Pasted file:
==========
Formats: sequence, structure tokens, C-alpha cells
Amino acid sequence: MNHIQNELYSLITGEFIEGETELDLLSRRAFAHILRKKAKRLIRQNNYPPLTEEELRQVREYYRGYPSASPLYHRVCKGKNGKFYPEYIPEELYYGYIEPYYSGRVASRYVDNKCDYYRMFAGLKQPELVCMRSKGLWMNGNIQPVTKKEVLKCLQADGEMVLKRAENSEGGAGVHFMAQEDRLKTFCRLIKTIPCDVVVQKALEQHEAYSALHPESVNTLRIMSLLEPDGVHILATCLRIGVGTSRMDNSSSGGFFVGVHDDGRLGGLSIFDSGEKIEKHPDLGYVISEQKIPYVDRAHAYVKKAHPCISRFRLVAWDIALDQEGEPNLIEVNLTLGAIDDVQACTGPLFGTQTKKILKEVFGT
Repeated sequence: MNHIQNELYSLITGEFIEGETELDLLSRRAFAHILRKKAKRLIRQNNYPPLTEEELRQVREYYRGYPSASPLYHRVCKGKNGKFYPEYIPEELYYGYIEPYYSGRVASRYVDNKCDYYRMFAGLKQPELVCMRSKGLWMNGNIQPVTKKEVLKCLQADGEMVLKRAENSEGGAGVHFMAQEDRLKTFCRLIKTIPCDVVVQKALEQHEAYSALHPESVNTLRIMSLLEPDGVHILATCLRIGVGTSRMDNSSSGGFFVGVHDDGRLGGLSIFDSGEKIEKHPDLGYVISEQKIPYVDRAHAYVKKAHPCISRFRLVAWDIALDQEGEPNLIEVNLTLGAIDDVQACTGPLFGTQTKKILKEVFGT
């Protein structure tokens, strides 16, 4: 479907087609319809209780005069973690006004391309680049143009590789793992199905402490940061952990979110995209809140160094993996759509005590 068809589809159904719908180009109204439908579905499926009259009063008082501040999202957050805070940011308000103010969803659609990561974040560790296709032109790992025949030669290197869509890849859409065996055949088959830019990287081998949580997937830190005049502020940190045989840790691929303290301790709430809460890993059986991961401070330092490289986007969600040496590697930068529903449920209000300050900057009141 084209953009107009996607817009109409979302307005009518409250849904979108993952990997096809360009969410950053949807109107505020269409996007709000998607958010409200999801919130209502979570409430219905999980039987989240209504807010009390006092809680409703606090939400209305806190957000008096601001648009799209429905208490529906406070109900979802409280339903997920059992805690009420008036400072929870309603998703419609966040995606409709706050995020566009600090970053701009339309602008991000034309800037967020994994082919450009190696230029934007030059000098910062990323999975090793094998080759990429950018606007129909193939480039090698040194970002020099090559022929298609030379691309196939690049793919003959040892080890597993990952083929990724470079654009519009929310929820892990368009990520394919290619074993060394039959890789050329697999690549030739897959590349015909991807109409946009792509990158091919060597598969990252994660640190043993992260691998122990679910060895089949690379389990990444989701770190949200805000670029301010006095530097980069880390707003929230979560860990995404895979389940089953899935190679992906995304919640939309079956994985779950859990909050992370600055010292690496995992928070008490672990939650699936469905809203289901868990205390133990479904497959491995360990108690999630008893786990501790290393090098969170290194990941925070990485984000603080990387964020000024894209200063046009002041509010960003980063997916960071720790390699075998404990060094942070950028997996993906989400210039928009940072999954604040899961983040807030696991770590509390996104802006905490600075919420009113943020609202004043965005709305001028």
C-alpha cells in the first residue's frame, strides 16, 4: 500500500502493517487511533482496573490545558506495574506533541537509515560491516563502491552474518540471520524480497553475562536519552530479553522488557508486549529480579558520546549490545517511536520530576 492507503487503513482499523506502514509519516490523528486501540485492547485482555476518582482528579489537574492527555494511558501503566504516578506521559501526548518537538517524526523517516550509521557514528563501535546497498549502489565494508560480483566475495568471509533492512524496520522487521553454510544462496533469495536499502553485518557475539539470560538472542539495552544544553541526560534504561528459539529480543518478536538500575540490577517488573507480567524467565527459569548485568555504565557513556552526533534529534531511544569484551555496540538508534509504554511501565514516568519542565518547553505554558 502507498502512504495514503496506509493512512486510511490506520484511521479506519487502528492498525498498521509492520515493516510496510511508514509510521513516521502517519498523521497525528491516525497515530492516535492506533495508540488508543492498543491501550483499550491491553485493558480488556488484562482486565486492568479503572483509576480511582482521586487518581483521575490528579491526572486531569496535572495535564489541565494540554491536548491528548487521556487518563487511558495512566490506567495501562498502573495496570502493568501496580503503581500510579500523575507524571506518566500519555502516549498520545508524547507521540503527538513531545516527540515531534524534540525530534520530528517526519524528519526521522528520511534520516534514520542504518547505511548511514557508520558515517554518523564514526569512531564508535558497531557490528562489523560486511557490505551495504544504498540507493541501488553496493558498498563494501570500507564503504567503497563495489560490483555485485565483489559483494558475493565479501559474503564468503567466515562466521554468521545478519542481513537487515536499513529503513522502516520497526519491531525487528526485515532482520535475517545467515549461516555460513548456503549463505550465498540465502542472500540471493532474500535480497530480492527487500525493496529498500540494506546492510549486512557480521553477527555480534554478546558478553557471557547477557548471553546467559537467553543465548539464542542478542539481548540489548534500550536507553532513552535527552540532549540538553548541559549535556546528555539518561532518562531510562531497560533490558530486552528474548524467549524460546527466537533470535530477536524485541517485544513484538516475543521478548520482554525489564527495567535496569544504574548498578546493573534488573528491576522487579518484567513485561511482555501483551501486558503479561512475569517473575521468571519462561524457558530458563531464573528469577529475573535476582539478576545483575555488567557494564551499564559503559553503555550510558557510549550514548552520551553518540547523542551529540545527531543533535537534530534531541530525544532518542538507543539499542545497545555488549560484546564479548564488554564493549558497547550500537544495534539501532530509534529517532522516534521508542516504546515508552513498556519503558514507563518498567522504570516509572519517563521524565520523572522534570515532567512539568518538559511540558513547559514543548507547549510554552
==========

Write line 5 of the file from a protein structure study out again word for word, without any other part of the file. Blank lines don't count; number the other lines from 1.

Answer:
C-alpha cells in the first residue's frame, strides 16, 4: 500500500502493517487511533482496573490545558506495574506533541537509515560491516563502491552474518540471520524480497553475562536519552530479553522488557508486549529480579558520546549490545517511536520530576 492507503487503513482499523506502514509519516490523528486501540485492547485482555476518582482528579489537574492527555494511558501503566504516578506521559501526548518537538517524526523517516550509521557514528563501535546497498549502489565494508560480483566475495568471509533492512524496520522487521553454510544462496533469495536499502553485518557475539539470560538472542539495552544544553541526560534504561528459539529480543518478536538500575540490577517488573507480567524467565527459569548485568555504565557513556552526533534529534531511544569484551555496540538508534509504554511501565514516568519542565518547553505554558 502507498502512504495514503496506509493512512486510511490506520484511521479506519487502528492498525498498521509492520515493516510496510511508514509510521513516521502517519498523521497525528491516525497515530492516535492506533495508540488508543492498543491501550483499550491491553485493558480488556488484562482486565486492568479503572483509576480511582482521586487518581483521575490528579491526572486531569496535572495535564489541565494540554491536548491528548487521556487518563487511558495512566490506567495501562498502573495496570502493568501496580503503581500510579500523575507524571506518566500519555502516549498520545508524547507521540503527538513531545516527540515531534524534540525530534520530528517526519524528519526521522528520511534520516534514520542504518547505511548511514557508520558515517554518523564514526569512531564508535558497531557490528562489523560486511557490505551495504544504498540507493541501488553496493558498498563494501570500507564503504567503497563495489560490483555485485565483489559483494558475493565479501559474503564468503567466515562466521554468521545478519542481513537487515536499513529503513522502516520497526519491531525487528526485515532482520535475517545467515549461516555460513548456503549463505550465498540465502542472500540471493532474500535480497530480492527487500525493496529498500540494506546492510549486512557480521553477527555480534554478546558478553557471557547477557548471553546467559537467553543465548539464542542478542539481548540489548534500550536507553532513552535527552540532549540538553548541559549535556546528555539518561532518562531510562531497560533490558530486552528474548524467549524460546527466537533470535530477536524485541517485544513484538516475543521478548520482554525489564527495567535496569544504574548498578546493573534488573528491576522487579518484567513485561511482555501483551501486558503479561512475569517473575521468571519462561524457558530458563531464573528469577529475573535476582539478576545483575555488567557494564551499564559503559553503555550510558557510549550514548552520551553518540547523542551529540545527531543533535537534530534531541530525544532518542538507543539499542545497545555488549560484546564479548564488554564493549558497547550500537544495534539501532530509534529517532522516534521508542516504546515508552513498556519503558514507563518498567522504570516509572519517563521524565520523572522534570515532567512539568518538559511540558513547559514543548507547549510554552